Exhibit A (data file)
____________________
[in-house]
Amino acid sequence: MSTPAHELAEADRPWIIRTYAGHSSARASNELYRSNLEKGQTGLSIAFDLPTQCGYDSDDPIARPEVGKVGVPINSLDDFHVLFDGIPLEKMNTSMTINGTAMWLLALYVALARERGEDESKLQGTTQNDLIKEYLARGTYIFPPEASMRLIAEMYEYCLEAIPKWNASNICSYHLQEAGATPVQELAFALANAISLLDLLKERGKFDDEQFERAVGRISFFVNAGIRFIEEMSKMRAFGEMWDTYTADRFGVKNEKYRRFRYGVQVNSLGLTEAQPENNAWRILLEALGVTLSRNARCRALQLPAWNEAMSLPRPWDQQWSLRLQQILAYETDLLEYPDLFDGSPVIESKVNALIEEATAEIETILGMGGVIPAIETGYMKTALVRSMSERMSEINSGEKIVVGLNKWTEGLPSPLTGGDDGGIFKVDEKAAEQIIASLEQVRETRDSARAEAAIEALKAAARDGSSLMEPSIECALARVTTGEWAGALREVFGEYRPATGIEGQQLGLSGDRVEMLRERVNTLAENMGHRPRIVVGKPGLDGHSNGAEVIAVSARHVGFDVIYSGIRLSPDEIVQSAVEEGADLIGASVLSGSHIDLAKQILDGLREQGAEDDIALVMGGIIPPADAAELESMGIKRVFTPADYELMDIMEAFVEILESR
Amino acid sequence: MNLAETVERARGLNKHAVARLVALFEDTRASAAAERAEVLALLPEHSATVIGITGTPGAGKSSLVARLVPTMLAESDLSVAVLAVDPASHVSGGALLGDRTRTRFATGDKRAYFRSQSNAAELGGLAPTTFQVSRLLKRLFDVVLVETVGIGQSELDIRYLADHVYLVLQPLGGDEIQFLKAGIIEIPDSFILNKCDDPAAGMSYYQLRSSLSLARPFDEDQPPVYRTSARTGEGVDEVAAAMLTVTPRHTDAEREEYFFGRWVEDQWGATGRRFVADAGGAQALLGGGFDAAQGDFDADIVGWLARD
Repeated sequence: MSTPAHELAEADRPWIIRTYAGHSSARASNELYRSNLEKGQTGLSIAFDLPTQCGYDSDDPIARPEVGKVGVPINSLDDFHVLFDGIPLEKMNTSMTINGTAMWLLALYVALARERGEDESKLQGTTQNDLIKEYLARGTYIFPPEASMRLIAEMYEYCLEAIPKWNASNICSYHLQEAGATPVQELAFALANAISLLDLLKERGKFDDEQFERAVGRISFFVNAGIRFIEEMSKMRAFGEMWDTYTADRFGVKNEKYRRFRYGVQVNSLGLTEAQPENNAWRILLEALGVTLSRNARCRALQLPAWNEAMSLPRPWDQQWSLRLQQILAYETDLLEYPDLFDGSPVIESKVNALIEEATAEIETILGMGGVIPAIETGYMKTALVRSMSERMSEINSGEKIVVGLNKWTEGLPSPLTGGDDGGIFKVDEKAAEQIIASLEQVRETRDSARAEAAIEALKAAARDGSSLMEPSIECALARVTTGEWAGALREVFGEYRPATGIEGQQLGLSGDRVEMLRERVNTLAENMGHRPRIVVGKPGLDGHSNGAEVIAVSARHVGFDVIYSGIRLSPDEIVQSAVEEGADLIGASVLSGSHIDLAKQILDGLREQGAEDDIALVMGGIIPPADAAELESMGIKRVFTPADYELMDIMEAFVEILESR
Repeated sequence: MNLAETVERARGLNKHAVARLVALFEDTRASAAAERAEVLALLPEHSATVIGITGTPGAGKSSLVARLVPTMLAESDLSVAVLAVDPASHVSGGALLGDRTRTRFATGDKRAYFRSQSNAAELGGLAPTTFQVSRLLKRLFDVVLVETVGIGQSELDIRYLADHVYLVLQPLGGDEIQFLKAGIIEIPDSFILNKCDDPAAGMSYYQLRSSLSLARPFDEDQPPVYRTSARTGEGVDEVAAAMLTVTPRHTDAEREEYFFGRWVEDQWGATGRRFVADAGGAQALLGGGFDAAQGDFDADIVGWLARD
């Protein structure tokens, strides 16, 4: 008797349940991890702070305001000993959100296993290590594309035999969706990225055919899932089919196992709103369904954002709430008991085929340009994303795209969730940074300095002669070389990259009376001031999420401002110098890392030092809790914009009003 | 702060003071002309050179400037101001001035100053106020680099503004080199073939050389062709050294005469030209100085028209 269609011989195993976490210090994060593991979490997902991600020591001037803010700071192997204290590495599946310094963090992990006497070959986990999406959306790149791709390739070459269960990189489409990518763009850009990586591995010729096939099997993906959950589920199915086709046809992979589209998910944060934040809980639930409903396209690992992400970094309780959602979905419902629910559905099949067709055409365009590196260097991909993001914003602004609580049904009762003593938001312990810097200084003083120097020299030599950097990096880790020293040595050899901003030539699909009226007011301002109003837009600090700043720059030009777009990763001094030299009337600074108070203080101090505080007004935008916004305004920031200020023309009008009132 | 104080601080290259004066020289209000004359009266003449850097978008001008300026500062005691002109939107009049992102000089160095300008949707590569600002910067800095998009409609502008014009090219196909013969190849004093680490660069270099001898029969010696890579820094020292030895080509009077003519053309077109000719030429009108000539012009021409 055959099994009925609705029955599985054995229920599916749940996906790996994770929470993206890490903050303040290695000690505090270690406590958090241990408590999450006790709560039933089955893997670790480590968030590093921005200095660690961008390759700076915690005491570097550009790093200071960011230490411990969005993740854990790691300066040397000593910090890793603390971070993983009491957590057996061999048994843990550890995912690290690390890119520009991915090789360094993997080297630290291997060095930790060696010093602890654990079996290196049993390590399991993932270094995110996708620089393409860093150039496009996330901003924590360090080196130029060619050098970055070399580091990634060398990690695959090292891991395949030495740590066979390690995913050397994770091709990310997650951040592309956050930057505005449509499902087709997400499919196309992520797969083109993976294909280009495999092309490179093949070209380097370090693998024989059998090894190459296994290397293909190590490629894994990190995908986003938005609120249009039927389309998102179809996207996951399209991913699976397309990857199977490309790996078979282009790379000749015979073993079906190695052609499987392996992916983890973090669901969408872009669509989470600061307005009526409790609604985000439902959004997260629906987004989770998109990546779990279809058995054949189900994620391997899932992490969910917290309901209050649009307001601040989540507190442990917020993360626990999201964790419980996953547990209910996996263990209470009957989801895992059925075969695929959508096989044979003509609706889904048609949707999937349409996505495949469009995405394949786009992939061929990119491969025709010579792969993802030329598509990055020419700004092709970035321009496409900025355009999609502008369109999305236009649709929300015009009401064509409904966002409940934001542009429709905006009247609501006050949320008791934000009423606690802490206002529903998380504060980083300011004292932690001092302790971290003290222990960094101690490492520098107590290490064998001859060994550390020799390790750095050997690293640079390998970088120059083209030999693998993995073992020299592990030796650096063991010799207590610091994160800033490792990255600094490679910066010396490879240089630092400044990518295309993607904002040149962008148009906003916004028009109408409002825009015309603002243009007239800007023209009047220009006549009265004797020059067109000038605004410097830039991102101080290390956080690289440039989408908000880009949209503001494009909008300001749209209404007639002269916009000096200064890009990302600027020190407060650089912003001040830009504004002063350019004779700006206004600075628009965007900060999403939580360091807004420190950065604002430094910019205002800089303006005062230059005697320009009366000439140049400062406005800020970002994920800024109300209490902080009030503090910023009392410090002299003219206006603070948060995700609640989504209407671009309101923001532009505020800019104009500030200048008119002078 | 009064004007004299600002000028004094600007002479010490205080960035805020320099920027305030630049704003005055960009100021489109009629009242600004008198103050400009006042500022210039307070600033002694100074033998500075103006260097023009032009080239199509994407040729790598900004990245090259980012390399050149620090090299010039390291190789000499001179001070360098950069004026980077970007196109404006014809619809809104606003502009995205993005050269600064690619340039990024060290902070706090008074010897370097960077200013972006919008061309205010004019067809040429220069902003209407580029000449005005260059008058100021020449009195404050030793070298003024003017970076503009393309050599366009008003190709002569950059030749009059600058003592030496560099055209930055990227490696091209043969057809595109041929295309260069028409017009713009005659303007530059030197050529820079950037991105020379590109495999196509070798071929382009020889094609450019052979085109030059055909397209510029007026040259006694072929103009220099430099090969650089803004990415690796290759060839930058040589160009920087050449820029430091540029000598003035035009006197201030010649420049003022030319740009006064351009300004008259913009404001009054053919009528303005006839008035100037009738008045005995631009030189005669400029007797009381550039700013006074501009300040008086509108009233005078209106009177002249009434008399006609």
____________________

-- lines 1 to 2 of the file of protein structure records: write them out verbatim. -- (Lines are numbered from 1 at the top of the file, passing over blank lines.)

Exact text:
[in-house]
Amino acid sequence: MSTPAHELAEADRPWIIRTYAGHSSARASNELYRSNLEKGQTGLSIAFDLPTQCGYDSDDPIARPEVGKVGVPINSLDDFHVLFDGIPLEKMNTSMTINGTAMWLLALYVALARERGEDESKLQGTTQNDLIKEYLARGTYIFPPEASMRLIAEMYEYCLEAIPKWNASNICSYHLQEAGATPVQELAFALANAISLLDLLKERGKFDDEQFERAVGRISFFVNAGIRFIEEMSKMRAFGEMWDTYTADRFGVKNEKYRRFRYGVQVNSLGLTEAQPENNAWRILLEALGVTLSRNARCRALQLPAWNEAMSLPRPWDQQWSLRLQQILAYETDLLEYPDLFDGSPVIESKVNALIEEATAEIETILGMGGVIPAIETGYMKTALVRSMSERMSEINSGEKIVVGLNKWTEGLPSPLTGGDDGGIFKVDEKAAEQIIASLEQVRETRDSARAEAAIEALKAAARDGSSLMEPSIECALARVTTGEWAGALREVFGEYRPATGIEGQQLGLSGDRVEMLRERVNTLAENMGHRPRIVVGKPGLDGHSNGAEVIAVSARHVGFDVIYSGIRLSPDEIVQSAVEEGADLIGASVLSGSHIDLAKQILDGLREQGAEDDIALVMGGIIPPADAAELESMGIKRVFTPADYELMDIMEAFVEILESR